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FRI0357 Patients with Osteoarthritis Report Symmetrical Painful Joints in Similar Numbers and Distribution as Patients with Rheumatoid Arthritis
  1. M.J. Bergman1,
  2. I. Castrejon2,2,
  3. K.A. Gibson3,
  4. C. El-Haddad3,
  5. A. Huang2,
  6. T. Pincus2
  1. 1Arthritis and Rheumatology, Taylor Hospital, Ridley Park
  2. 2Rheumatology, Rush University Medical Center, Chicago, United States
  3. 3Rheumatology, Liverpool Hospital, NSW, Australia

Abstract

Background Osteoarthritis (OA) generally is regarded clinically as asymmetrical, and monoarticular or pauciarticular, in contrast to symmetrical, polyarticular rheumatoid arthritis (RA). However, the risk of osteoarthritis in any joint is higher in patients who already have osteoarthritis in other joints, and many OA patients have bilateral disease (1). Therefore, we have compared the likelihood of self-report of pain and possible patterns of symmetry in specific joints and joint groups in patients seen in routine care with a diagnosis of OA or RA.

Objectives To analyze the number and possible symmetry of painful joints and joint groups according to a rheumatoid arthritis disease activity index (RADAI) self-report joint count of 8 joints or joint groups, fingers, wrists, elbows, shoulders, hips, knees, ankles, and toes, in patients with RA or OA seen at 2 rheumatology settings.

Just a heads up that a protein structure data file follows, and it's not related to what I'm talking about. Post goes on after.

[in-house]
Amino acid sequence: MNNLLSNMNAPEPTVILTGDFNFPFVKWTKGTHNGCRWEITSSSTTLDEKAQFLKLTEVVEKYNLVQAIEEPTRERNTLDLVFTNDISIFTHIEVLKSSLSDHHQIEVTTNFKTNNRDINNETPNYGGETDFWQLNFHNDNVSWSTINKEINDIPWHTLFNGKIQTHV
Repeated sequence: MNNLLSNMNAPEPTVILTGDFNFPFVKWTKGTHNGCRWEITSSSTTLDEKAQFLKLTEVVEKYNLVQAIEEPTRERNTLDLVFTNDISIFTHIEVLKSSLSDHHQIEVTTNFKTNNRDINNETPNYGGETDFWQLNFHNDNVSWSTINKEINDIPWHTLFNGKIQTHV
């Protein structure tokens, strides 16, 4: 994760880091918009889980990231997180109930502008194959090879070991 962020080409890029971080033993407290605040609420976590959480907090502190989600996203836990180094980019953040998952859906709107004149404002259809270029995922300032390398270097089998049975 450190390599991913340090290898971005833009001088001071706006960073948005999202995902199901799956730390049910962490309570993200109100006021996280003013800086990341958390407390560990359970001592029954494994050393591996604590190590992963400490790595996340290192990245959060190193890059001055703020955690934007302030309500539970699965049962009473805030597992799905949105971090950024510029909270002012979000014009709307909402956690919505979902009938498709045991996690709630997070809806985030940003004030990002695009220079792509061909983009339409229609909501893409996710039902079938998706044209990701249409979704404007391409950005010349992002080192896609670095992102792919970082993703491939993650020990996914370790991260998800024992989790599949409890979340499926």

Methods All patients seen at 2 clinical settings, Liverpool Hospital in Liverpool, New South Wales, Australia, and Rush University Medical Center, Chicago, IL, USA, complete a multidimensional health assessment questionnaire (MDHAQ) in 5-10 minutes in the waiting area prior to seeing the rheumatologist. The MDHAQ includes a rheumatoid arthritis disease activity index (RADAI) self-report painful joint count, as well as scales for physical function, pain, patient and physician global estimates, psychological distress, and fatigue. The RADAI includes a query “Please place a tick or check (√) in the appropriate spot to indicate the amount of pain you are having today in each of the [8] joint areas listed below:” fingers, wrists, elbows, shoulders, hips, knees, ankles, and toes. The 4 response options for each of 16 queries (8 right and left joints or joint groups) are: no pain =0, mild pain =1, moderate pain =2, and severe pain =3. For analyses presented here, responses were classified as either 0=no pain or 1=1, 2, or 3 positive response for pain, collapsed to one category. Data were analyzed according to descriptive statistics for mean and median values for each joint or joint group, the total number of joint groups affected, and whether a joint group was affected by unilateral or bilateral involvement in patients with OA or RA.

Results Analyses of the 16 joint groups indicated that the median number of joint groups involved was 6 at Rush and 10 at Liverpool for OA and 6 at both sites for RA. In most comparisons, the likelihood of bilateral disease was greater than for unilateral disease in OA and RA, and more than 1.5 times greater for fingers, knees, ankles, and toes in OA and RA at both settings (Table). Similar patterns were seen on the right and left side.

Conclusions Patients with OA report similar numbers of painful joints as patients with RA, in routine care at 2 settings. The patients also report symmetrical joint involvement more commonly than asymmetrical involvement, similarly in both OA and RA. These findings highlight the substantial impact of OA from the patient perspective and suggest possible change in the clinical approach and resource allocation for OA.

References

  1. Hirsch R, et al. Association of hand and knee osteoarthritis: evidence for a polyarticular disease subset. Ann Rheum Dis. 1996;55(1):25-9.

Disclosure of Interest None declared

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